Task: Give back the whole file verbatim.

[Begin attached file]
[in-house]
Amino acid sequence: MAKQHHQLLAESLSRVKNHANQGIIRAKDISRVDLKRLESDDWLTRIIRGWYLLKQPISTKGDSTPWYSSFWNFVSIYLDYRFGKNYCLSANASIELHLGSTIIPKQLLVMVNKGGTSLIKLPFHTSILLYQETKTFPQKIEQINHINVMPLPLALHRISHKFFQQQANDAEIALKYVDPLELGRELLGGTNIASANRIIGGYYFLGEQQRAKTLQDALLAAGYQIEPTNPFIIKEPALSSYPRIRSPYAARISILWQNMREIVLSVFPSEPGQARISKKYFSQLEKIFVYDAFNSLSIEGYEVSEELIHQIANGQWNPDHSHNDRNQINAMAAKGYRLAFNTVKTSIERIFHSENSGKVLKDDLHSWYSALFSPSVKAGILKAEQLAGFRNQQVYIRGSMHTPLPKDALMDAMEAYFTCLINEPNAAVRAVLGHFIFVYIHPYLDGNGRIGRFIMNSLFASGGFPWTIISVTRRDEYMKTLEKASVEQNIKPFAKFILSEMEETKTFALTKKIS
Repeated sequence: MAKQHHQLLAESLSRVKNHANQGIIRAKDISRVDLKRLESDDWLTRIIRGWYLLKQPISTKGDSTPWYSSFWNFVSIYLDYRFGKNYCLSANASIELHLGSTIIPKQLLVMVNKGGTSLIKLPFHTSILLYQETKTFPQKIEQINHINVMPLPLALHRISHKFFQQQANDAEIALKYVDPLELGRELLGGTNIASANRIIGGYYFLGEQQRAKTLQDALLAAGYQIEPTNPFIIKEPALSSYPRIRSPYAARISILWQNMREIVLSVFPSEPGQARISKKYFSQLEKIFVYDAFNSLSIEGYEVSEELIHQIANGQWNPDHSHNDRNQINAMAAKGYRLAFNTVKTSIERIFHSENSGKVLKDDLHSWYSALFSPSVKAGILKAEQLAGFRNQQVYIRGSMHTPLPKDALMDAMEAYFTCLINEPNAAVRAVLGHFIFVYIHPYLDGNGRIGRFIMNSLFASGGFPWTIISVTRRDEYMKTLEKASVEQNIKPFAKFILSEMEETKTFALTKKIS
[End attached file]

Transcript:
[in-house]
Amino acid sequence: MAKQHHQLLAESLSRVKNHANQGIIRAKDISRVDLKRLESDDWLTRIIRGWYLLKQPISTKGDSTPWYSSFWNFVSIYLDYRFGKNYCLSANASIELHLGSTIIPKQLLVMVNKGGTSLIKLPFHTSILLYQETKTFPQKIEQINHINVMPLPLALHRISHKFFQQQANDAEIALKYVDPLELGRELLGGTNIASANRIIGGYYFLGEQQRAKTLQDALLAAGYQIEPTNPFIIKEPALSSYPRIRSPYAARISILWQNMREIVLSVFPSEPGQARISKKYFSQLEKIFVYDAFNSLSIEGYEVSEELIHQIANGQWNPDHSHNDRNQINAMAAKGYRLAFNTVKTSIERIFHSENSGKVLKDDLHSWYSALFSPSVKAGILKAEQLAGFRNQQVYIRGSMHTPLPKDALMDAMEAYFTCLINEPNAAVRAVLGHFIFVYIHPYLDGNGRIGRFIMNSLFASGGFPWTIISVTRRDEYMKTLEKASVEQNIKPFAKFILSEMEETKTFALTKKIS
Repeated sequence: MAKQHHQLLAESLSRVKNHANQGIIRAKDISRVDLKRLESDDWLTRIIRGWYLLKQPISTKGDSTPWYSSFWNFVSIYLDYRFGKNYCLSANASIELHLGSTIIPKQLLVMVNKGGTSLIKLPFHTSILLYQETKTFPQKIEQINHINVMPLPLALHRISHKFFQQQANDAEIALKYVDPLELGRELLGGTNIASANRIIGGYYFLGEQQRAKTLQDALLAAGYQIEPTNPFIIKEPALSSYPRIRSPYAARISILWQNMREIVLSVFPSEPGQARISKKYFSQLEKIFVYDAFNSLSIEGYEVSEELIHQIANGQWNPDHSHNDRNQINAMAAKGYRLAFNTVKTSIERIFHSENSGKVLKDDLHSWYSALFSPSVKAGILKAEQLAGFRNQQVYIRGSMHTPLPKDALMDAMEAYFTCLINEPNAAVRAVLGHFIFVYIHPYLDGNGRIGRFIMNSLFASGGFPWTIISVTRRDEYMKTLEKASVEQNIKPFAKFILSEMEETKTFALTKKIS